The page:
Bob

Rickesco
08-04-2011, 12:57 PM
Great Post Brian,
I had a servo go out this morning for no reason. I touched the motor and it was extremely hot. I saw your post and took it apart and had the same issue. I snipped the wire, but I think the servo motor is gone.It's intermittent. What do you think should I get just the motor assembly or do you think it may have burned out the board too and should buy the complete servo assembly?
Thanks again for your post...

Rick

brianp6621
08-04-2011, 01:02 PM
Great Post Brian,
I had a servo go out this morning for no reason. I touched the motor and it was extremely hot. I saw your post and took it apart and had the same issue. I snipped the wire, but I think the servo motor is gone.It's intermittent. What do you think should I get just the motor assembly or do you think it may have burned out the board too and should buy the complete servo assembly?
Thanks again for your post...

Rick

Sorry you lost your servo. Based on this small sampling so far it seems like more people should be pre-inspecting their servos to prevent this failure mode.

I STILL don't know what is actually failing when then happens, the board or the motor. I have yet to pursue it further to swap the motor to a known good board/or known good motor to the suspect board.

Others have indicated that it is the board because when the servos were in tight supply, people bought the mechanics which include the motor but not the board, and that didn't fix the issue, however it is still possible for both/either to fail I would think.

Rickesco
08-04-2011, 01:11 PM
I think I'll just order the entire assembly just to be on the safe side.most places are out of stock but I did find a HS that has them in stock.
Thanks again brother.. good find.

Rick

brianp6621
08-04-2011, 01:21 PM
I think I'll just order the entire assembly just to be on the safe side.most places are out of stock but I did find a HS that has them in stock.
Thanks again brother.. good find.

Rick

Just curious, did the wire with the extra end look like it was actually touching (in my case it was) or just very close to the other solder point?

Rickesco
08-04-2011, 01:27 PM
It did look like it was touching. Yeah i cleaned the silver strip and the contact points and the servo works but it's really sluggish but like I said it's intermittent.Still getting hot..

brianp6621
08-04-2011, 01:36 PM
It did look like it was touching. Yeah i cleaned the silver strip and the contact points and the servo works but it's really sluggish but like I said it's intermittent.Still getting hot..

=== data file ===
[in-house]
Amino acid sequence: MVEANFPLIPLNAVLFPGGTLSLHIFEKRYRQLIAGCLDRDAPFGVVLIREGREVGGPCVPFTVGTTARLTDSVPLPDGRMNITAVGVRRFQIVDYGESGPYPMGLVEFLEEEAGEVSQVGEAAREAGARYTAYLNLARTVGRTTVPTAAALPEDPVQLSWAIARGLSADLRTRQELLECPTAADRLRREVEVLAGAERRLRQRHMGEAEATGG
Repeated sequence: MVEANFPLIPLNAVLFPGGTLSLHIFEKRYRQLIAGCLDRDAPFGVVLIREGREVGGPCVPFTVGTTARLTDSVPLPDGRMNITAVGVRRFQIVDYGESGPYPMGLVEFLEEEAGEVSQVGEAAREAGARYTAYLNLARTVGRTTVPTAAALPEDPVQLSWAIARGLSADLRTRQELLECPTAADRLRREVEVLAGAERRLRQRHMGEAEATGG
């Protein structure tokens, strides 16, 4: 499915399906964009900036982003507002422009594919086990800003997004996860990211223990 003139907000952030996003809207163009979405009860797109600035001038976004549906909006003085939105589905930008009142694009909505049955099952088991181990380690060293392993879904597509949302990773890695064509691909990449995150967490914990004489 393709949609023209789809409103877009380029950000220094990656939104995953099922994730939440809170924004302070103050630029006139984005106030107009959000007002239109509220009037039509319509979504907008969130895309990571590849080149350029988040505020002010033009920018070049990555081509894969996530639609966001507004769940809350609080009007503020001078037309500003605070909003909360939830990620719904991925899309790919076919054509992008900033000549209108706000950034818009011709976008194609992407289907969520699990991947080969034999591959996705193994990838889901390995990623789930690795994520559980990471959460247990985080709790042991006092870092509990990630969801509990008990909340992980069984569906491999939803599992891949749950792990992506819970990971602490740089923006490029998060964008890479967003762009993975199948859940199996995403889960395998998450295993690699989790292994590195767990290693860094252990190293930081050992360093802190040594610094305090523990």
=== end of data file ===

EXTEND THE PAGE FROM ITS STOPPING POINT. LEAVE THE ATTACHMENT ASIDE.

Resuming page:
So yours didn't fail completely dead, but only mostly dead :)

Rickesco
08-04-2011, 01:43 PM
Not completly, but wow that little motor sure gets hot. Oh well.. S*** happens.Now I wait for my new servo.

RedOctobyr
08-04-2011, 06:45 PM
So yours didn't fail completely dead, but only mostly dead :)

Is that a Princess Bride reference I spy? :) Such a great movie, with so many good lines.

brianp6621
08-04-2011, 06:50 PM
Is that a Princess Bride reference I spy? :) Such a great movie, with so many good lines.
Nice catch

rototiller
08-09-2011, 06:54 AM
I checked mine and two out of 3 had an extra long tail on them. I have a week old heli with b grips on it if that helps.

brianp6621
08-09-2011, 10:48 AM
Seems like the possibility for this to be a widespread source of the failures is growing.

Thanks for all the feedback everyone.

ki4bbl
08-09-2011, 11:23 AM
I put mine in a couple of weeks ago. Went to buy a new servo, and I was told that the assembly had to be purchased(servo, board, and worm gear). I had it sit for a while, well, until my rappy went in(I actually fly pretty well, it's just the parts keep failing ;) ). I pulled the mcpx off the shelf and started lookin at the board. A wire was barely hanging onto the elevator servo board. I cut it, used my good solder to reattach, and it works like a champ. This seems to be a QA issue with the soldering.

Greg

Uncle Chop Chop
08-10-2011, 02:05 AM
While this may not be a soldering issue, it may fix minor issues on some servos:

Noticed my heli suddenly went tumbling down to the right yesterday when I was definite I didn't put any right aileron input. So after checking it out and found the servo deveIoped a lot of slop, I tightened the nut (which I didn't even know) thinking it may work. Well, I found out I tightened it too much that the servo wouldn't work:wow2:. So I backed it off a bit, and she's all sweet.

brianp6621
08-10-2011, 12:11 PM
While this may not be a soldering issue, it may fix minor issues on some servos:

Noticed my heli suddenly went tumbling down to the right yesterday when I was definite I didn't put any right aileron input. So after checking it out and found the servo deveIoped a lot of slop, I tightened the nut (which I didn't even know) thinking it may work. Well, I found out I tightened it too much that the servo wouldn't work:wow2:. So I backed it off a bit, and she's all sweet.

I received a new servo with that nut already loose. Make sure you locktite/CA it (VERY carefully) or it will back out during flight.